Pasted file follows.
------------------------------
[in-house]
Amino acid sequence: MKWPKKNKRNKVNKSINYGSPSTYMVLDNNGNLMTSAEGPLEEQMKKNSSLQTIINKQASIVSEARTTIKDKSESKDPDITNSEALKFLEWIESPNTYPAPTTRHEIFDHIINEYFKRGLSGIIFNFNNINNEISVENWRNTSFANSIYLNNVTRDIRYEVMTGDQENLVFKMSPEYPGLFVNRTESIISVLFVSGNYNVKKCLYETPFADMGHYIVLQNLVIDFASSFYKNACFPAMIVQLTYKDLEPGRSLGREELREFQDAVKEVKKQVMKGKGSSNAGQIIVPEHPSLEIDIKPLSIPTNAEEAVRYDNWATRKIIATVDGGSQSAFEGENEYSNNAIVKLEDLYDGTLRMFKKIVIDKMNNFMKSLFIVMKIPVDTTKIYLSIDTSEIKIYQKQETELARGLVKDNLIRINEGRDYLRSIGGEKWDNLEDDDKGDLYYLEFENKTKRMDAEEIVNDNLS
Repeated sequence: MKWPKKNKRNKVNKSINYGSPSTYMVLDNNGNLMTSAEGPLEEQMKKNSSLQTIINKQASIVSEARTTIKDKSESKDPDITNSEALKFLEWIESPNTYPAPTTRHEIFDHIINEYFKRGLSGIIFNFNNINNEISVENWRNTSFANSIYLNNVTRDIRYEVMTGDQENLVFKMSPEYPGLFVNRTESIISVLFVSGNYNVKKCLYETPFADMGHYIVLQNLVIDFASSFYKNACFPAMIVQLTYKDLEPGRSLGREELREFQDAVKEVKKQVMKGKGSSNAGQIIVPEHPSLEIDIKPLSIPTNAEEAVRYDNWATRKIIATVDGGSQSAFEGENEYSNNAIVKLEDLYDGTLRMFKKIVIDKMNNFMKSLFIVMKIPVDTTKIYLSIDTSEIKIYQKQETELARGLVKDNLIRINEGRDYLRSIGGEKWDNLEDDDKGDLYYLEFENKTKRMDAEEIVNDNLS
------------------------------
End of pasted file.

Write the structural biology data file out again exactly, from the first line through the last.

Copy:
[in-house]
Amino acid sequence: MKWPKKNKRNKVNKSINYGSPSTYMVLDNNGNLMTSAEGPLEEQMKKNSSLQTIINKQASIVSEARTTIKDKSESKDPDITNSEALKFLEWIESPNTYPAPTTRHEIFDHIINEYFKRGLSGIIFNFNNINNEISVENWRNTSFANSIYLNNVTRDIRYEVMTGDQENLVFKMSPEYPGLFVNRTESIISVLFVSGNYNVKKCLYETPFADMGHYIVLQNLVIDFASSFYKNACFPAMIVQLTYKDLEPGRSLGREELREFQDAVKEVKKQVMKGKGSSNAGQIIVPEHPSLEIDIKPLSIPTNAEEAVRYDNWATRKIIATVDGGSQSAFEGENEYSNNAIVKLEDLYDGTLRMFKKIVIDKMNNFMKSLFIVMKIPVDTTKIYLSIDTSEIKIYQKQETELARGLVKDNLIRINEGRDYLRSIGGEKWDNLEDDDKGDLYYLEFENKTKRMDAEEIVNDNLS
Repeated sequence: MKWPKKNKRNKVNKSINYGSPSTYMVLDNNGNLMTSAEGPLEEQMKKNSSLQTIINKQASIVSEARTTIKDKSESKDPDITNSEALKFLEWIESPNTYPAPTTRHEIFDHIINEYFKRGLSGIIFNFNNINNEISVENWRNTSFANSIYLNNVTRDIRYEVMTGDQENLVFKMSPEYPGLFVNRTESIISVLFVSGNYNVKKCLYETPFADMGHYIVLQNLVIDFASSFYKNACFPAMIVQLTYKDLEPGRSLGREELREFQDAVKEVKKQVMKGKGSSNAGQIIVPEHPSLEIDIKPLSIPTNAEEAVRYDNWATRKIIATVDGGSQSAFEGENEYSNNAIVKLEDLYDGTLRMFKKIVIDKMNNFMKSLFIVMKIPVDTTKIYLSIDTSEIKIYQKQETELARGLVKDNLIRINEGRDYLRSIGGEKWDNLEDDDKGDLYYLEFENKTKRMDAEEIVNDNLS